LEAP scores show progress in English, drops in science, math - KSLA News 12 Shreveport, Louisiana News Weather & Sports

LEAP scores show progress in English, drops in science, math

(WAFB) -

Results of LEAP tests Louisiana students took in the spring show some progress.

But there is room for improvement when it comes to STEM subjects, particularly science, where students will face new standards next year, Louisiana Education Superintendent John White said in a conference call with reporters.

The standardized tests measure how many third- through eighth-graders are proficient in subjects like English/language arts, math and science.

Statewide, the Louisiana Education Department reports, 42 percent of students scored at the top two levels in English. That's up 5 percent from 2015.

The same measurement was 32 percent for math and 24 percent for science, slightly lower than last year.

"Good improvement over the last couple of years, steady performance over the last year, but not nearly the level of performance that we should want in science for our students," White observed.

Bossier School District officials say the percentage of their students who scored mastery or above in all three academic areas was 7 percent higher than the state average.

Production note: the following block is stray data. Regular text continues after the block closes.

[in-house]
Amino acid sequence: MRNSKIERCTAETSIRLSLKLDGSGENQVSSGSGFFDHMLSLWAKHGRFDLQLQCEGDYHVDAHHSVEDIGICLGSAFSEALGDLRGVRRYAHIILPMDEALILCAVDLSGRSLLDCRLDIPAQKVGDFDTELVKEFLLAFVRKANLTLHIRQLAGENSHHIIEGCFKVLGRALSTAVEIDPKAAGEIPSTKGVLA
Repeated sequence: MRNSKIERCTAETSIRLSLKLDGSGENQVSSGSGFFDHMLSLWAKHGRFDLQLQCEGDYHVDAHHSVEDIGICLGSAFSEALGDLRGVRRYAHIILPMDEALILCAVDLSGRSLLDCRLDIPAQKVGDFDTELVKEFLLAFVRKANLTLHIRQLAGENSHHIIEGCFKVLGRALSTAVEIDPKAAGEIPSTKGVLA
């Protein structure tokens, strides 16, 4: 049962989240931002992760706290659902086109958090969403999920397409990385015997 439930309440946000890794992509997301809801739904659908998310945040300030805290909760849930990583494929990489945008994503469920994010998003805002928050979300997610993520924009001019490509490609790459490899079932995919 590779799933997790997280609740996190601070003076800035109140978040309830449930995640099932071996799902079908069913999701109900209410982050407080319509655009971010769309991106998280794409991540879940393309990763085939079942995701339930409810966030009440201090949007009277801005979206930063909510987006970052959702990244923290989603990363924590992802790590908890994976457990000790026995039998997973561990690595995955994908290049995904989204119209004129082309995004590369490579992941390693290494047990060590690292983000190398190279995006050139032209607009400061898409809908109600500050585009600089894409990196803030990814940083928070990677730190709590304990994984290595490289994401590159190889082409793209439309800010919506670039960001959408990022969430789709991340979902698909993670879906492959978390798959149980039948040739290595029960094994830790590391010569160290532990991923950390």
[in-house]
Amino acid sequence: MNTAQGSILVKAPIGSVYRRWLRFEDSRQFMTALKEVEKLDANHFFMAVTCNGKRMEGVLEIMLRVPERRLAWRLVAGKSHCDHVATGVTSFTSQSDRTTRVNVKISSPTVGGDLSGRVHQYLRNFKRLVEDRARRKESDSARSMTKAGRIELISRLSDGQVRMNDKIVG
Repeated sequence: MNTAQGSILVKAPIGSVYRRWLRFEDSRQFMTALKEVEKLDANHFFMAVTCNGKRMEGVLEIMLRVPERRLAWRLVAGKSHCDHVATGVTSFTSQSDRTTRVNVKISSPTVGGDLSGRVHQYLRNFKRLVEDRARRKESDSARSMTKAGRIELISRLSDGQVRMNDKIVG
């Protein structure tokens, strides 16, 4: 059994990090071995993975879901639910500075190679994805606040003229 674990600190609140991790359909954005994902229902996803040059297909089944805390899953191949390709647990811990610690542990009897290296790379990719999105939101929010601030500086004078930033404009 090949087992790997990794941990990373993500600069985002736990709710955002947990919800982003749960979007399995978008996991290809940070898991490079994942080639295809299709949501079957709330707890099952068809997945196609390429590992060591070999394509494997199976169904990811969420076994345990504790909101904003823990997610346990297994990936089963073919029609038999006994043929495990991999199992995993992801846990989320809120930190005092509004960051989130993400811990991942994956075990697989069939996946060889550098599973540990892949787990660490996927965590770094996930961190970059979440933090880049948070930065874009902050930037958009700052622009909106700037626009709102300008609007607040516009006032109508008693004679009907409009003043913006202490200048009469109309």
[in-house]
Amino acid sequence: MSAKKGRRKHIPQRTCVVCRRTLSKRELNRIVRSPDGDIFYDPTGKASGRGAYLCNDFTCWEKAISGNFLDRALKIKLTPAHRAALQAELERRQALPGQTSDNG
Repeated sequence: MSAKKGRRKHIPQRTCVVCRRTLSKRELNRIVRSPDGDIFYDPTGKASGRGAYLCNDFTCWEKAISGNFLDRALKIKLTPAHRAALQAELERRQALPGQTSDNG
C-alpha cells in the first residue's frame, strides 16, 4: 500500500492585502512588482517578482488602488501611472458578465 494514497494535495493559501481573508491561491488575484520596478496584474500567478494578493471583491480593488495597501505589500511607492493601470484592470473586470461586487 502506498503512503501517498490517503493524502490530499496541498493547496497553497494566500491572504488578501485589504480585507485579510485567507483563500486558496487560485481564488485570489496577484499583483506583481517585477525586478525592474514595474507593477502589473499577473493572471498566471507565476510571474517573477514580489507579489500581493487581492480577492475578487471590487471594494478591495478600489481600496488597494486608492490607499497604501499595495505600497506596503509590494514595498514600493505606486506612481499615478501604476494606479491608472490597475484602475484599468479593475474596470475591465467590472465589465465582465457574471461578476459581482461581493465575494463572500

Bossier Parish students also scored 10 percent higher than the state average in science, 7 percent higher in math and 5 percent higher in English/language arts.

Caddo school officials said their district outpaced the Louisiana average with students scoring in mastery and above in math.

Across the subjects, Caddo school officials say the district increased by 2 percent between 2015 and 2017 in students scoring mastery and above.

The LEAP scores also revealed another big challenge for the state.

Results show that students the state describes as "historically disadvantaged," such as those living below the federal poverty line, fall far behind their peers.

Students considered not economically disadvantaged had a proficiency rate of 52 percent, while those who fell below the federal poverty line showed a 25 percent proficiency. 

There are similar gaps when the numbers are broken down by race, disability and students with limited English skills. 

Closing that gap, White said, will be a big mission for educators in the academic year.

Some schools will receive targeted grants to help address the issue.

Below is a detailed breakdown of the spring 2017 LEAP scores.

Click here to learn more about the scores.

Copyright 2017 WAFB/KSLA. All rights reserved.

Powered by Frankly